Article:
On the other hand, wedding cake-bakers and wedding dress-makers can at least say that they are in the business of creating goods through which their customers symbolically hold out their weddings as weddings; wedding invitation designers can say the same, less the symbolism. And wedding photographers are asked to make art that portrays the weddings they capture as weddings, calling attention to those visual aspects of the wedding that distinguish it from other parties or ceremonies.
I don't know how convincing all that will be to anyone, though it seems sound to me, but I want to add that if it doesn't seem sound to you, the proposed cure of cordoning off non-traditionally expressive media from First Amendment protection is a great deal worse than the disease. Volokh's brief suggests we only protect conduct that clearly expresses particularized messages, along with media that don't, but historically have been recognized as expressive, like painting or music, no matter how inarticulate or abstract. As for anything else, so long as it fails to express a particularized, legible message (like a Jackson Pollock painting), and (unlike a Jackson Pollock painting) isn't made in a medium that has "long conveyed messages," it doesn't get First Amendment protection.
As I said above, I find this approach disastrously wrongheaded. (It perhaps goes without saying that the Court has never adopted it. The Court has certainly extended First Amendment protections to the things Volokh would protect, but has never said that everything else is ineligible, and the Court's last word on the subject reads to me more like a disavowal of any requirement of a particularized message than a reaffirmation of that requirement outside a limited set of traditionally expressive media.) In the first place, it strikes me that Volokh has no real rationale for protecting abstract art or much of music; abstract painting is only begrudgingly grandfathered in as part of an historically expressive medium rather than protected for its own expressive sake. Otherwise, he'd be interested in protecting other sorts of abstract art without regard to whether they were painted in oils.
Volokh's brief confirms these suspicions; in it he's fairly candid about his indifference to abstract art's expressive value. He says that because painting has "long conveyed messages" about things like religion, politics, or the character or beauty of its representatively depicted subjects, we're stuck protecting the other paintings that may not do so, for courts are "ill-equipped" to make the aesthetic judgments needed to decide whether individual paintings "convey enough of a message." Paradoxically, however, he thinks courts are well-equipped to make the aesthetic judgments needed to decide whether individual cakes or found-object sculpture convey enough of a message; indeed, that is his test for First Amendment protection of art that lies outside traditionally expressive media. What he might as well say is that he'd like to jettison First Amendment protections of abstract painting for lack of a clear message, but knows that position is hopeless before real-world judges.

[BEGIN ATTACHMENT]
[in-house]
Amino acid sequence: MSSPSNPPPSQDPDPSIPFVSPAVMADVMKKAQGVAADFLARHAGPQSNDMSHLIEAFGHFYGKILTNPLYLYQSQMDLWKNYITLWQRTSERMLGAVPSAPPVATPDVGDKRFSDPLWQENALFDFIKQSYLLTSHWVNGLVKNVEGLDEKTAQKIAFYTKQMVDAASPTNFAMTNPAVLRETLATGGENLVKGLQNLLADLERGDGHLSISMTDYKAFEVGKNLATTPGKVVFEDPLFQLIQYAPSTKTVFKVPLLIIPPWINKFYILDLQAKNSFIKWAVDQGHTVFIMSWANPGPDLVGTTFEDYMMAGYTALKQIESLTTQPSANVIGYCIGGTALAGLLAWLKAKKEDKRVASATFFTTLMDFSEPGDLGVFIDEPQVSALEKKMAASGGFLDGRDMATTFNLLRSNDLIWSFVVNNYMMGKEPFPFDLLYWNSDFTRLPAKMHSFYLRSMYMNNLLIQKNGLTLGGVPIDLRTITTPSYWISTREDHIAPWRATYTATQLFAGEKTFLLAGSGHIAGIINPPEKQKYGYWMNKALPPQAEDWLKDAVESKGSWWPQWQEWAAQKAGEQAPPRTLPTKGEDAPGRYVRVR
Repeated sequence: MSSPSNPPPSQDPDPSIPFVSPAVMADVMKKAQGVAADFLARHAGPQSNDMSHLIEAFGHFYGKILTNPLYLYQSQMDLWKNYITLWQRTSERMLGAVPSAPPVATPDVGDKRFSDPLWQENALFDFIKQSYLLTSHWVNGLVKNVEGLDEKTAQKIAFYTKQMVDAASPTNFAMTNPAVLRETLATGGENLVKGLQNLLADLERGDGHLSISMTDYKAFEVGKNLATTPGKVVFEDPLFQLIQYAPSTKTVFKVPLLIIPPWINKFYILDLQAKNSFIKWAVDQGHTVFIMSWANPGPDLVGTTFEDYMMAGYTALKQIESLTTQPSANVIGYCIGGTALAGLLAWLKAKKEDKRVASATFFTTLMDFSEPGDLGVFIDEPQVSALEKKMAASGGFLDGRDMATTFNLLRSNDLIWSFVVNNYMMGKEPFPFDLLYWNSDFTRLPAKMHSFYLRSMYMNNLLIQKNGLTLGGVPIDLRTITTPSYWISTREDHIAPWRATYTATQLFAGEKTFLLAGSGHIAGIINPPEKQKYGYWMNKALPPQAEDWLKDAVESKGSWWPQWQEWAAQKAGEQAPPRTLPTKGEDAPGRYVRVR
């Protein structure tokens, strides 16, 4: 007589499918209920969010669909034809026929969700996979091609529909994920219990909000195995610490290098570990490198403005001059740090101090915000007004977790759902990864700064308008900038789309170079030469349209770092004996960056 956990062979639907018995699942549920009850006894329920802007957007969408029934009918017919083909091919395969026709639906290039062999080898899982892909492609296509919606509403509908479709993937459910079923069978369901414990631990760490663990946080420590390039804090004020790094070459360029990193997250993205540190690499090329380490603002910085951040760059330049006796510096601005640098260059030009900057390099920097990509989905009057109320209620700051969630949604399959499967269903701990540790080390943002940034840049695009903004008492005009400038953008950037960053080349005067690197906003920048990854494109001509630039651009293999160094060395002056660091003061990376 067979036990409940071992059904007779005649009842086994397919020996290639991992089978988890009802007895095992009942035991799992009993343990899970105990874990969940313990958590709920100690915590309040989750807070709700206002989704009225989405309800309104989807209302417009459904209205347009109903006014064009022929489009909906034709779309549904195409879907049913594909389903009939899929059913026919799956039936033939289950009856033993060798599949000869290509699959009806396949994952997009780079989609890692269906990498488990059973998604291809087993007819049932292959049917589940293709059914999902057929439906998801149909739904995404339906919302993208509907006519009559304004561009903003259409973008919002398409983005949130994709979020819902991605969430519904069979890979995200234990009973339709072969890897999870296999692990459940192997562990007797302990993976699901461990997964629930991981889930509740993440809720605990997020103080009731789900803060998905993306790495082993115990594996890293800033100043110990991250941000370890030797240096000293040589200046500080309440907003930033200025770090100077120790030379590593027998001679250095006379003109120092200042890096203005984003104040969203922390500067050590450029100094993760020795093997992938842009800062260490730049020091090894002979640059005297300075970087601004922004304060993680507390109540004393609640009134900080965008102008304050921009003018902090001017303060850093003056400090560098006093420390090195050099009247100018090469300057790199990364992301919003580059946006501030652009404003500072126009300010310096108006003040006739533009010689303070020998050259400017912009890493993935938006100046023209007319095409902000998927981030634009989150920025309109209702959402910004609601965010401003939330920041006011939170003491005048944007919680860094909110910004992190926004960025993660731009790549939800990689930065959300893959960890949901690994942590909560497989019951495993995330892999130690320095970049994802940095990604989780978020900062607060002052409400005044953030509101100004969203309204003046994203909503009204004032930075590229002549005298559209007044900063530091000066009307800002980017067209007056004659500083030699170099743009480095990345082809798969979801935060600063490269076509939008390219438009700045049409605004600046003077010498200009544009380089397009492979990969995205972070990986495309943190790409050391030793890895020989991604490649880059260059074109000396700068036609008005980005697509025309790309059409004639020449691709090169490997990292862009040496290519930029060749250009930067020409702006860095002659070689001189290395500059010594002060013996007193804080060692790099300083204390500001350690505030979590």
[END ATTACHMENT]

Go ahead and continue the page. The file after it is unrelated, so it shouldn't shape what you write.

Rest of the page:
That said, the argument is just as objectionable when taken at face value. The suggestion that were only judges better art critics, we could deny First Amendment protection to the Abstract Expressionists for lack of a particularized message about religion, politics, or the character or beauty of the subjects that were missing from their work, is disturbing, and typical of the narrow, marketplace-of-ideas-centric cast of his First Amendment thought that led him to argue in Alvarez that people had no First Amendment right to tell ennobling fairy tales about their military service because lies have nothing to contribute to a productive "exposition of ideas."
Having narrowly grandfathered in a few traditional media—painting, music, poetry, and parading—that sometimes fail to make sufficiently direct contributions to the marketplace of ideas, Volokh proceeds to fence out all the rest. To his credit, he is quite candid about leaning in to the most unattractive implications of this view. Even though one might have assumed that architecture traditionally conveyed enough messages about power, wealth, religion, culture, landscape, and so on for less explicitly expressive architecture to be grandfathered in with modern painting, Volokh assures us that towns may ban modern residential architecture in favor of "neo-Tudor" stylings, the theory apparently being that architecture is only expressive in a merely aesthetic sense. As far as I can tell, he would see no First Amendment objection to a nationwide ban of modern architecture.